Points raised include the following:

  • A reminder of the CGT changes coming in on 6 April;
  • A reminder to register trusts on the TRS, though the ability to make changes to submitted data is currently restricted to a pool of testers;
  • A note that the technical consultation on the fifth EU anti-money laundering directive; and
  • A note that NS&I has joined the direct payment scheme, such that IHT on an estate can now be paid directly from the deceased’s NS&I accounts.

www.gov.uk/government/publications/hm-revenue-and-customs-trusts-and-estates-newsletters/hmrc-trusts-and-estates-newsletter-january-2020

4. PAYE and employment

4.1 HMT releases its report on the changes to the off-payroll working rules 

HMT has published its report on the review of the off-payroll working rules, which will take effect on 6 April 2020. It confirms that there will be a ‘soft landing’ for penalties in the first year of the reforms. 

The report reiterates that the off-payroll reforms currently in force in the public sector will apply to the private sector from 6 April 2020. Penalties will not, however, be imposed in the first year, except in relation to deliberate non-compliance. HMRC has committed to commissioning external research to review the impact of the new rules in October 2020. The report makes clear that HMRC will not open historical enquiries on the basis of information obtained under the implementation of the reforms. It also notes that new legislation will be passed to impose a legal obligation on clients to provide information on their size to clients and agencies. This information is necessary for agencies and workers to comply with the reforms. Legislation will also be amended to exclude wholly overseas organisations with no UK presence from the regime.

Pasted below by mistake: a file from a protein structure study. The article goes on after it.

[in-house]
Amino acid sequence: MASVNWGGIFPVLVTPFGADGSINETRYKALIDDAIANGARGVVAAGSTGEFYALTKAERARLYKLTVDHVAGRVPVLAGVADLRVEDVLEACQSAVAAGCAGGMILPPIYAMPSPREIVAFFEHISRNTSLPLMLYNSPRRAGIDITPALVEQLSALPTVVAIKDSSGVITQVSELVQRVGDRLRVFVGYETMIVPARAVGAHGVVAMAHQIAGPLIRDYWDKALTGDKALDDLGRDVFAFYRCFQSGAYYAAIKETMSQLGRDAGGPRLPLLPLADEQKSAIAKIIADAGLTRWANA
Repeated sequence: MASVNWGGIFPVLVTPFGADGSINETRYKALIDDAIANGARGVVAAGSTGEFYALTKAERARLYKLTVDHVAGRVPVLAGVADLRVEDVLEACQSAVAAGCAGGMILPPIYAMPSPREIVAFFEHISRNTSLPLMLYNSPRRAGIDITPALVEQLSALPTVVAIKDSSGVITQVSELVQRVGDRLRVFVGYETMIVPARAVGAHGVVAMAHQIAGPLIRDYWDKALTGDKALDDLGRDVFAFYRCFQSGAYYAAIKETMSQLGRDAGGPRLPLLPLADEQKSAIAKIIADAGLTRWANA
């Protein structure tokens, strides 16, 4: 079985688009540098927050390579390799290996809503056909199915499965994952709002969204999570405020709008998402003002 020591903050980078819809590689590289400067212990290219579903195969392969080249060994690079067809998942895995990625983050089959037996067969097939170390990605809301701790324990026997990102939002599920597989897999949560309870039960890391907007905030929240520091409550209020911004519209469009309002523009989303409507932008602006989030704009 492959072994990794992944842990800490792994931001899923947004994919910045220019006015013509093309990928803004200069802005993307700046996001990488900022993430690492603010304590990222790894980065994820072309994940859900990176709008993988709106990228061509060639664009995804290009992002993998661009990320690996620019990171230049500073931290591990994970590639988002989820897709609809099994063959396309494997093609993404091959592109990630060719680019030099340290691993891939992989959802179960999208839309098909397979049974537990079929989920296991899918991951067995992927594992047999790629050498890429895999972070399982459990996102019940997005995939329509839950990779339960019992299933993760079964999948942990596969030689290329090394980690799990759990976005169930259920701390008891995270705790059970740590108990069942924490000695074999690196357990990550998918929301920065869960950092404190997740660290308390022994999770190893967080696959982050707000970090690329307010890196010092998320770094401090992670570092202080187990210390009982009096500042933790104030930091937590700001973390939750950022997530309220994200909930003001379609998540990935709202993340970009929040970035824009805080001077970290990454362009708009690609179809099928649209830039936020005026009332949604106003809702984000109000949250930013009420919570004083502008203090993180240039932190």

The Employment Status Manual has been updated the reflect the changes announced in this report. 

Policy paper - Review of changes to the off-payroll working rules: report and conclusions: www.gov.uk/government/publications/review-of-changes-to-the-off-payroll-working-rules-report-and-conclusions

Communication resources: www.gov.uk/government/publications/off-payroll-working-rules-communication-resources

4.2 HMRC succeeds in another off-payroll TV presenter case 

The FTT has ruled that the contract between Eamonn Holmes and ITV amounted to an employment relationship under the IR35 laws. Mr Holmes’ expertise meant he required less oversight from ITV, but this did not mean ITV lacked control over the relationship.